THE FIVE BIGGEST DON’TS FOR A MANAGER
When people ask me what makes a good manager, I always struggle to give an exact definition, since a great manager in one company may be an average one in another. It depends on the industry, the company culture and the economic context. These are all factors to which managers must adapt, and some do better than others when moving from one environment to another. However, while good managers have certain traits in common (I have also written articles on the subject) there are also common don’ts for managers, no matter which industry they work in. This article looks at what I would consider the top 5 red flags for managers – if you recognize yourself in any of the don’ts below, it may be time to reevaluate your approach.
1- Spending all of your time in meetings
French managers spend on average 24 days per year in meetings. We all know that ‘meeting-itis’ is a chronic disease which eats up managers’ time with little to show for it (a study recently showed that only 30% of any given meeting is used to talk about the subject in hand), but which, more importantly, prevents managers being available for their teams and taking the time to step back and think things through. All too often, managers ‘justify’ their role and their hierarchical position by constantly being in meetings. You’re going to tell me this is hard to avoid... but is it really?:
THE SOLUTION: schedule two or three half-days a week during which you refuse all meetings in order to connect with your team instead. And let them know that these half-days are exclusively reserved for them.
2- Assuming that your team is at your beck and call
It may seem strange to say this, but sometimes managers equate having a team working under their supervision with a form of ‘slavery’. There’s nothing worse than a manager bursting into a co-worker’s office and telling them to drop everything and come to a meeting right away, or a manager who can’t stand waiting longer than 5 minutes for an answer to an e-mail. Such things can happen from time to time, but when it becomes systematic, it prevents the team from organizing themselves and planning their work. Managers who act this way are generally managers who are unable to even minimally organize their own work, which – between us – does not send a great signal about their managerial abilities.
THE SOLUTION: improve planning of your own tasks, and clarify with your team how you want them to work, especially vis à vis e-mails.
3- Sending e-mails in the evening or on weekends
Remember that everyone has a life outside of the office (or I at least hope you do!). I sometimes meet managers who tell me they prefer to send their e-mails in the evening, when it’s quiet. But every e-mail a team-member receives from their manager outside of their working hours is a source of stress, which is a problem when being a manager means guaranteeing the well-being of your team!
THE SOLUTION: if you prefer to send e-mail in the evening or on weekends, fine: but use the differed send option so that emails go out during office hours.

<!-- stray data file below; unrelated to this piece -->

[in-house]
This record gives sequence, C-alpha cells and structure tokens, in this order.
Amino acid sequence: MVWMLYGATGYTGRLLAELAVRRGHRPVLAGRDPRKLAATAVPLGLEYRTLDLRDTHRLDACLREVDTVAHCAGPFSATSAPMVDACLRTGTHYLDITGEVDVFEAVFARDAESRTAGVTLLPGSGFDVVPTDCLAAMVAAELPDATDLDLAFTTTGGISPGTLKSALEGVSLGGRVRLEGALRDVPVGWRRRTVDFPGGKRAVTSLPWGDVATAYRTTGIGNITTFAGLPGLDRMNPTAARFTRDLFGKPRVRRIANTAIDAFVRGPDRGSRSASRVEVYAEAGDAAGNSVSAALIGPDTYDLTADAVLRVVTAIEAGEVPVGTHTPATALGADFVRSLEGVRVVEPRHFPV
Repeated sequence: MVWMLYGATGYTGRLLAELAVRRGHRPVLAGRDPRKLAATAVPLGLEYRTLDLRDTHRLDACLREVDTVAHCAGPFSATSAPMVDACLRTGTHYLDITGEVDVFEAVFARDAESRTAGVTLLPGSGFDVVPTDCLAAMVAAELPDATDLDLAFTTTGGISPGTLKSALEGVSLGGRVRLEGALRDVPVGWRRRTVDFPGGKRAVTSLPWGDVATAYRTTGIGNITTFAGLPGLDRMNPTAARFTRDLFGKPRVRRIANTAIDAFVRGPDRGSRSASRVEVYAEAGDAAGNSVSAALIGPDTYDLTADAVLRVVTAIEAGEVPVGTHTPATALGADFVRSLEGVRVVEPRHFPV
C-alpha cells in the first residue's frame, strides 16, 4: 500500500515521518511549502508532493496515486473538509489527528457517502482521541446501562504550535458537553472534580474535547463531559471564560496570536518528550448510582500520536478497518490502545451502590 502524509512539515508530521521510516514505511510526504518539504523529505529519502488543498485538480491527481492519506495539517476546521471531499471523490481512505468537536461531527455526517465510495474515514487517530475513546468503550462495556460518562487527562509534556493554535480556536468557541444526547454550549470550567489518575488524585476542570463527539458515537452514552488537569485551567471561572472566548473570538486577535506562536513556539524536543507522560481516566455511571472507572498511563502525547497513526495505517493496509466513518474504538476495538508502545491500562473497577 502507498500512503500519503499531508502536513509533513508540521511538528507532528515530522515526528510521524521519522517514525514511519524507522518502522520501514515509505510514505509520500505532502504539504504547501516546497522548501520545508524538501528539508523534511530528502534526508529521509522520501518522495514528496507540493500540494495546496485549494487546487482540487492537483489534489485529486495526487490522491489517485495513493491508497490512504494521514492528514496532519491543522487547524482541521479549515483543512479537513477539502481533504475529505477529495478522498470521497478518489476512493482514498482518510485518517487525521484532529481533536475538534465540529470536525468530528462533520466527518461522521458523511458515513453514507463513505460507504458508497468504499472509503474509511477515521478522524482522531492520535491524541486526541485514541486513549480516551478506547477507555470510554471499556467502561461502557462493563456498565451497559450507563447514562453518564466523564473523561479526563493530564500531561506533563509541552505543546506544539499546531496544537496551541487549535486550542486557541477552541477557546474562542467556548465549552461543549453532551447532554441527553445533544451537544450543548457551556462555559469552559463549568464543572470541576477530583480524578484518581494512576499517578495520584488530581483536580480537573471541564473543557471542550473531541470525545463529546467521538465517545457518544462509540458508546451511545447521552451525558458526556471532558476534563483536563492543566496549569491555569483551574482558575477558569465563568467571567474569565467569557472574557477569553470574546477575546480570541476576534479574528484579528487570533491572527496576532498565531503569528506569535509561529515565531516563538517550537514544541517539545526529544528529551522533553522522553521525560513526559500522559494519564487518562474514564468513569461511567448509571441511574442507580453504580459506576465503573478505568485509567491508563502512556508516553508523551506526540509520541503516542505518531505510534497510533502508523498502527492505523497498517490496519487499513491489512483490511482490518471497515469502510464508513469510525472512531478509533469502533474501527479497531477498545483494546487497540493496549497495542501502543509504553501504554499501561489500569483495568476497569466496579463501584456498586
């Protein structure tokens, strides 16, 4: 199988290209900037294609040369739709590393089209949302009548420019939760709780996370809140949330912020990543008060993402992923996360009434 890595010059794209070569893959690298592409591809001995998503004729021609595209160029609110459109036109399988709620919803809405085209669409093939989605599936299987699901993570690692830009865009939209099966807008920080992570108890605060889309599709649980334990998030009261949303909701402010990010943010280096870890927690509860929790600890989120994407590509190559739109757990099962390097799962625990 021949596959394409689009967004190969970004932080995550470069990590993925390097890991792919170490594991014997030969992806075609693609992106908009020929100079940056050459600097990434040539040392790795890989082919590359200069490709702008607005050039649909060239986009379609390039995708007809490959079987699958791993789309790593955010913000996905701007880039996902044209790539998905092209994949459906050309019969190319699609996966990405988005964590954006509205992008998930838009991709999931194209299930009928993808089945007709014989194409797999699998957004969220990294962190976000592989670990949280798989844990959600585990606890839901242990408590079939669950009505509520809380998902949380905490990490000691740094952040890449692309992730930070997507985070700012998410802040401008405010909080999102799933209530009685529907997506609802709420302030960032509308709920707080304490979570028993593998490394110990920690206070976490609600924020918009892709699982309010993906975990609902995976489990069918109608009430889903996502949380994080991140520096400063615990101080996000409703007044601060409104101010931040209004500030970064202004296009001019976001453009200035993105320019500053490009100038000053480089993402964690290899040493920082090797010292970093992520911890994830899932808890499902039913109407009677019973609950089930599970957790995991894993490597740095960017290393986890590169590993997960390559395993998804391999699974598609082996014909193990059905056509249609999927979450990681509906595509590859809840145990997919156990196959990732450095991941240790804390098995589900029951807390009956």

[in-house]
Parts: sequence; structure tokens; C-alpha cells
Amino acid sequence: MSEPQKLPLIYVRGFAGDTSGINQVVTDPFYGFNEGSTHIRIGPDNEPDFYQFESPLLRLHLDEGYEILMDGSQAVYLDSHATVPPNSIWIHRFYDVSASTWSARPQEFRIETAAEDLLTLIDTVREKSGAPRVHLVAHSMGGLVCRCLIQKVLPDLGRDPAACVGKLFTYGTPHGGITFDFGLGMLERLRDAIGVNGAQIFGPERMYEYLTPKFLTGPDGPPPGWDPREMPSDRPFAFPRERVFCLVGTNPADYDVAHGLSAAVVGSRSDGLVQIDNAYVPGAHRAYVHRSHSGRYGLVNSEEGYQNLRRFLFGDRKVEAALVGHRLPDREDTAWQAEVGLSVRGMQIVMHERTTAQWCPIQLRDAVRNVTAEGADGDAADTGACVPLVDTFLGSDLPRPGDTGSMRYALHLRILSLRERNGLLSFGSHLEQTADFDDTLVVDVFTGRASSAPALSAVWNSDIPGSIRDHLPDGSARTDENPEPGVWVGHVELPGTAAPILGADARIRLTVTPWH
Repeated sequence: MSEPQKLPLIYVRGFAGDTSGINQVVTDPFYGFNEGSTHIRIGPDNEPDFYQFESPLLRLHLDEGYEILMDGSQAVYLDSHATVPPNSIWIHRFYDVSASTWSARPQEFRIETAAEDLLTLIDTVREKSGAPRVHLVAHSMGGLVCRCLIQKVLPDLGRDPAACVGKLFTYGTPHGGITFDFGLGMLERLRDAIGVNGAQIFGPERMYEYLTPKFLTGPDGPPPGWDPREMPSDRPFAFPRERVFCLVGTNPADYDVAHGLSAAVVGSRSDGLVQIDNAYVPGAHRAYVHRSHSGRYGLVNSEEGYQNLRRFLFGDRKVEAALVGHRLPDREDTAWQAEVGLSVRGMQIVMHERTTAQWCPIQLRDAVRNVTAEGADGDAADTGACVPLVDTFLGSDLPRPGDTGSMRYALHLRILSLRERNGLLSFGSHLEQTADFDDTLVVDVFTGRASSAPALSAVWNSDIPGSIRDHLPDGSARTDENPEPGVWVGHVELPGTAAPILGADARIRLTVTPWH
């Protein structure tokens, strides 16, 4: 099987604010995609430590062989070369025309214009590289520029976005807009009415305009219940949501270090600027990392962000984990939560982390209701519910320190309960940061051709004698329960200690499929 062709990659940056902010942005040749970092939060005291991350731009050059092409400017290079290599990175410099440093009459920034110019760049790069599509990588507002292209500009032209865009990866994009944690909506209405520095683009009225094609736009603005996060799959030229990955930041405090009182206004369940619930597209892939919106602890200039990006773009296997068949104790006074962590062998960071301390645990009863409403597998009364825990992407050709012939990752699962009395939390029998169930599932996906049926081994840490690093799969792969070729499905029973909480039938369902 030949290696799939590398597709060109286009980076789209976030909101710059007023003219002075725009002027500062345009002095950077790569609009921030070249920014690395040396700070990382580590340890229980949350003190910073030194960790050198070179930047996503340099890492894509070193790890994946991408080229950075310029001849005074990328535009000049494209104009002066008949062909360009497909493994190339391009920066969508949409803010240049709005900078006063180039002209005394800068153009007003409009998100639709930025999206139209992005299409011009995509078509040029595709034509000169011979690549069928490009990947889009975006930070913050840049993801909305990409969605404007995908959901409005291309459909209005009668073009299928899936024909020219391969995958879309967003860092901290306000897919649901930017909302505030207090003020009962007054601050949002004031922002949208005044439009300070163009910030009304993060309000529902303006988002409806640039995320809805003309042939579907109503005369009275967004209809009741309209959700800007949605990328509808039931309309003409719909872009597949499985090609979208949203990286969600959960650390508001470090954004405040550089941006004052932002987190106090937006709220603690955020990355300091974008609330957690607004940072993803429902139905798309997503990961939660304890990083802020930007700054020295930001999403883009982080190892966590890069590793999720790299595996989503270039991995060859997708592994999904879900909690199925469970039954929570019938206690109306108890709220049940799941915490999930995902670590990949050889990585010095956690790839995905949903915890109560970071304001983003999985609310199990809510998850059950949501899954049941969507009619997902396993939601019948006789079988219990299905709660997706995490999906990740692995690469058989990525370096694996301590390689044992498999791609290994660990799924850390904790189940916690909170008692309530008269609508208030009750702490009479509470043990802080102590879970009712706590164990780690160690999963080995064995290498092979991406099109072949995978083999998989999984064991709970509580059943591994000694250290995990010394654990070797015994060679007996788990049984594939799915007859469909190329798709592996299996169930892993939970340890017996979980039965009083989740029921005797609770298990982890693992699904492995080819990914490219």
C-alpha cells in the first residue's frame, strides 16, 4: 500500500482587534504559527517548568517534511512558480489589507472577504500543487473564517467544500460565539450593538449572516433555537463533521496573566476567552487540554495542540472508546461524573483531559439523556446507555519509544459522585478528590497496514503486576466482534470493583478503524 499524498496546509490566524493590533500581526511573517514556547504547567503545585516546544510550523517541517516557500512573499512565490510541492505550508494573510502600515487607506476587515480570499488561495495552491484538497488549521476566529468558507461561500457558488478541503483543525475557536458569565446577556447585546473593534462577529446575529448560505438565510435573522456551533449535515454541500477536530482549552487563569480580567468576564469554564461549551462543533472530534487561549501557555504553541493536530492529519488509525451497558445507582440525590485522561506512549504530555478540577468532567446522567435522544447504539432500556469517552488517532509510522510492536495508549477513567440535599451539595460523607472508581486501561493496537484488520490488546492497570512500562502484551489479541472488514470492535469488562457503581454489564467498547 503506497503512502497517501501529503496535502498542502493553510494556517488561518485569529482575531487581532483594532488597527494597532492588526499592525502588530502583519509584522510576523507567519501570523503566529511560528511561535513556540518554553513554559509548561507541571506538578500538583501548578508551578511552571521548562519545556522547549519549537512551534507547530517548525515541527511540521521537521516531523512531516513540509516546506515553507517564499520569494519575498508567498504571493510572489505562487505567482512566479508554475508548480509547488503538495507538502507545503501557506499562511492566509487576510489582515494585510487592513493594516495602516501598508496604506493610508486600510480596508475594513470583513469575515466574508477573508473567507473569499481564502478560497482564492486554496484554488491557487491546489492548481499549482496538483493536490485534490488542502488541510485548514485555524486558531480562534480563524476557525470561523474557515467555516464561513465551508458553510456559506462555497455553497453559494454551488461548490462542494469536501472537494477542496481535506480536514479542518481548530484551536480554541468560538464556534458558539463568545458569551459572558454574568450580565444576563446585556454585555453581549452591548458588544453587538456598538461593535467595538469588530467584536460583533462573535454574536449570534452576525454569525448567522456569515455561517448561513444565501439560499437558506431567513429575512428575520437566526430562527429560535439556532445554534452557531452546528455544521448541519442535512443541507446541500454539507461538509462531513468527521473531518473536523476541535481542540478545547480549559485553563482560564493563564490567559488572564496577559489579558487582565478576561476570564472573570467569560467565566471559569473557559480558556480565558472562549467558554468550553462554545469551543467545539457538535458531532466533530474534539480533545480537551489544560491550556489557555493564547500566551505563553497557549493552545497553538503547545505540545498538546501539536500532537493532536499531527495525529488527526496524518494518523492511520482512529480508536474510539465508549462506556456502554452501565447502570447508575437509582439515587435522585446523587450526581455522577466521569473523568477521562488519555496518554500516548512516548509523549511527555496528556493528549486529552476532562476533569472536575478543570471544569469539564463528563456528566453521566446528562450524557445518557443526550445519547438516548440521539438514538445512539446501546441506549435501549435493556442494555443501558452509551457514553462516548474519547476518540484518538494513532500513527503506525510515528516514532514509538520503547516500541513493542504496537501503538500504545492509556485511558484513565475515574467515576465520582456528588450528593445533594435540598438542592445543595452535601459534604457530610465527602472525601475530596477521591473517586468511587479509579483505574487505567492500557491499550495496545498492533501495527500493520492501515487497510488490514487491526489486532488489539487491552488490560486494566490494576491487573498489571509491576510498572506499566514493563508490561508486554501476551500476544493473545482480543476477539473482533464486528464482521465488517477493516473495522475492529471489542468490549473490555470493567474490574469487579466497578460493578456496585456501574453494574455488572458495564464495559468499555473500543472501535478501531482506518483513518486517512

“The worst flaw is to have flaws and make no attempt to correct them.” Confucius
4- Being convinced that only you know the truth
Being a manager doesn’t mean you are more intelligent or creative than your team, it means you know how to get the best out of everyone in any context. A decision is worth nothing if it’s not a shared decision. This doesn’t mean it’s not ultimately up to managers to adjudicate where necessary, but sharing decisions and talking them through is an incredible opportunity to open up new possibilities.
THE SOLUTION: organize regular brainstorming sessions with your team on key subjects to gather new perspectives and spark creativity.
5- Taking your role too seriously
Becoming a “legend in your own mind” is a real danger as managers move up the ladder. But let’s be honest here: most managers (unless they’re in the health or security industries) don’t handle life-or-death situations on a daily basis. A team needs their manager to keep the big picture in mind, even amidst crisis, and act reassuringly. Losing a sale isn’t the end of the world, making a mistake on a case won’t change the face of the earth... and that’s the message managers need to get across to their team. To help people work calmly, managers need to reduce their own levels of stress as much as possible.
THE SOLUTION: always keep in mind that work is…. JUST WORK. There are much more important things in life than what we do for a living. Keeping things in perspective helps.
I don’t know if you have been affected by one or several of these problems, or if your boss has, but I have to admit they have all affected me during my two-decade long career. Experience teaches us, little by little, to iron out our flaws and helps us, I believe, to become a better manager. There’s no such thing as perfection, everybody knows that. However, staying humble when you’re a manager also means remaining aware of your flaws rather than turning a blind eye to them. The great thing about the work we do, whether we are managers or not, is the progress we make every day and the things we learn, wouldn’t you agree?
ABOUT THE AUTHOR
Gaël Chatelain is a best-selling French author and keynote speaker. His work focuses on people-centred management, well-being and the fight against sexism at work. One of his books, "Mon boss est nul, mais je le soigne" (How to Fix a Lousy Boss), launched in 2017 is still n°1 in France in the management book category.
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